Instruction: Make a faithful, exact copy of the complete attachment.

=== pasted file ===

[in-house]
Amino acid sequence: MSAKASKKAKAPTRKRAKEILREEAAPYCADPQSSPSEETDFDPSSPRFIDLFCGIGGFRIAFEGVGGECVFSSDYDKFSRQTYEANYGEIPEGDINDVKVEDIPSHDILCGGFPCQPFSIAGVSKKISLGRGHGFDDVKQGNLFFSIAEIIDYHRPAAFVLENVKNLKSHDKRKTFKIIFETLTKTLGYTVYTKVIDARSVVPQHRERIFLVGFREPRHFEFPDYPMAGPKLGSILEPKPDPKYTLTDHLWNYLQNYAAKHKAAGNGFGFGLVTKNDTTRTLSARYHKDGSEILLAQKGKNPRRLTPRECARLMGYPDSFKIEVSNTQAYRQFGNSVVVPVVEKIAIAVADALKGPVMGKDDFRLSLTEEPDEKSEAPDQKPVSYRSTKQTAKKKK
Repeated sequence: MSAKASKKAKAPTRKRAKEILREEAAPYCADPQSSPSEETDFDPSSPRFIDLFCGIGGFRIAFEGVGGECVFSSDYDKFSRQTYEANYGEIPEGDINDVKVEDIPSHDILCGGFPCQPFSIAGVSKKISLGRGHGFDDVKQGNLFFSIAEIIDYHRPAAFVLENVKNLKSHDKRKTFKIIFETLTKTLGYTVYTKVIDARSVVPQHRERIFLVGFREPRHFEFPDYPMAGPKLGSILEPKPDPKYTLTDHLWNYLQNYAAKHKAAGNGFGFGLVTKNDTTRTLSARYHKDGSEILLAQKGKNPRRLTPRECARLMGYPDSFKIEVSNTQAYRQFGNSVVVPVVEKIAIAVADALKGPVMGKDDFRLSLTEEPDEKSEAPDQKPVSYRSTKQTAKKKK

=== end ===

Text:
[in-house]
Amino acid sequence: MSAKASKKAKAPTRKRAKEILREEAAPYCADPQSSPSEETDFDPSSPRFIDLFCGIGGFRIAFEGVGGECVFSSDYDKFSRQTYEANYGEIPEGDINDVKVEDIPSHDILCGGFPCQPFSIAGVSKKISLGRGHGFDDVKQGNLFFSIAEIIDYHRPAAFVLENVKNLKSHDKRKTFKIIFETLTKTLGYTVYTKVIDARSVVPQHRERIFLVGFREPRHFEFPDYPMAGPKLGSILEPKPDPKYTLTDHLWNYLQNYAAKHKAAGNGFGFGLVTKNDTTRTLSARYHKDGSEILLAQKGKNPRRLTPRECARLMGYPDSFKIEVSNTQAYRQFGNSVVVPVVEKIAIAVADALKGPVMGKDDFRLSLTEEPDEKSEAPDQKPVSYRSTKQTAKKKK
Repeated sequence: MSAKASKKAKAPTRKRAKEILREEAAPYCADPQSSPSEETDFDPSSPRFIDLFCGIGGFRIAFEGVGGECVFSSDYDKFSRQTYEANYGEIPEGDINDVKVEDIPSHDILCGGFPCQPFSIAGVSKKISLGRGHGFDDVKQGNLFFSIAEIIDYHRPAAFVLENVKNLKSHDKRKTFKIIFETLTKTLGYTVYTKVIDARSVVPQHRERIFLVGFREPRHFEFPDYPMAGPKLGSILEPKPDPKYTLTDHLWNYLQNYAAKHKAAGNGFGFGLVTKNDTTRTLSARYHKDGSEILLAQKGKNPRRLTPRECARLMGYPDSFKIEVSNTQAYRQFGNSVVVPVVEKIAIAVADALKGPVMGKDDFRLSLTEEPDEKSEAPDQKPVSYRSTKQTAKKKK